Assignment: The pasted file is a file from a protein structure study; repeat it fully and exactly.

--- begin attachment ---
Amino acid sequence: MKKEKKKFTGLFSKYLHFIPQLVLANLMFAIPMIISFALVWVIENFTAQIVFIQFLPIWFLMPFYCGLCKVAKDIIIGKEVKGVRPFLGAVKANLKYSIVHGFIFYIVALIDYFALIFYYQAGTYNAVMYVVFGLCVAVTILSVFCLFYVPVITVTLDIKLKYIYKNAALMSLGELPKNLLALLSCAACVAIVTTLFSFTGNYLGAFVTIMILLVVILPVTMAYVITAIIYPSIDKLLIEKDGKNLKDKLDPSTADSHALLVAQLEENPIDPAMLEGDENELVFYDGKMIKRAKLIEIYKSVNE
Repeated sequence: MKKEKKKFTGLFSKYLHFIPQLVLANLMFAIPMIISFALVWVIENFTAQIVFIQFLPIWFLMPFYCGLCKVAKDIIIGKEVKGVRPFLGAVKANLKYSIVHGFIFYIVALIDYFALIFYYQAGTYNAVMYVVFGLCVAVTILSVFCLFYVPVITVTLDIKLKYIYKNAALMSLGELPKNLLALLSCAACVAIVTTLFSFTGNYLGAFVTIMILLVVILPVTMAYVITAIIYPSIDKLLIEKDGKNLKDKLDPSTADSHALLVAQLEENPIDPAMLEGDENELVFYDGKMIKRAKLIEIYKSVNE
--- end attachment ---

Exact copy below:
Amino acid sequence: MKKEKKKFTGLFSKYLHFIPQLVLANLMFAIPMIISFALVWVIENFTAQIVFIQFLPIWFLMPFYCGLCKVAKDIIIGKEVKGVRPFLGAVKANLKYSIVHGFIFYIVALIDYFALIFYYQAGTYNAVMYVVFGLCVAVTILSVFCLFYVPVITVTLDIKLKYIYKNAALMSLGELPKNLLALLSCAACVAIVTTLFSFTGNYLGAFVTIMILLVVILPVTMAYVITAIIYPSIDKLLIEKDGKNLKDKLDPSTADSHALLVAQLEENPIDPAMLEGDENELVFYDGKMIKRAKLIEIYKSVNE
Repeated sequence: MKKEKKKFTGLFSKYLHFIPQLVLANLMFAIPMIISFALVWVIENFTAQIVFIQFLPIWFLMPFYCGLCKVAKDIIIGKEVKGVRPFLGAVKANLKYSIVHGFIFYIVALIDYFALIFYYQAGTYNAVMYVVFGLCVAVTILSVFCLFYVPVITVTLDIKLKYIYKNAALMSLGELPKNLLALLSCAACVAIVTTLFSFTGNYLGAFVTIMILLVVILPVTMAYVITAIIYPSIDKLLIEKDGKNLKDKLDPSTADSHALLVAQLEENPIDPAMLEGDENELVFYDGKMIKRAKLIEIYKSVNE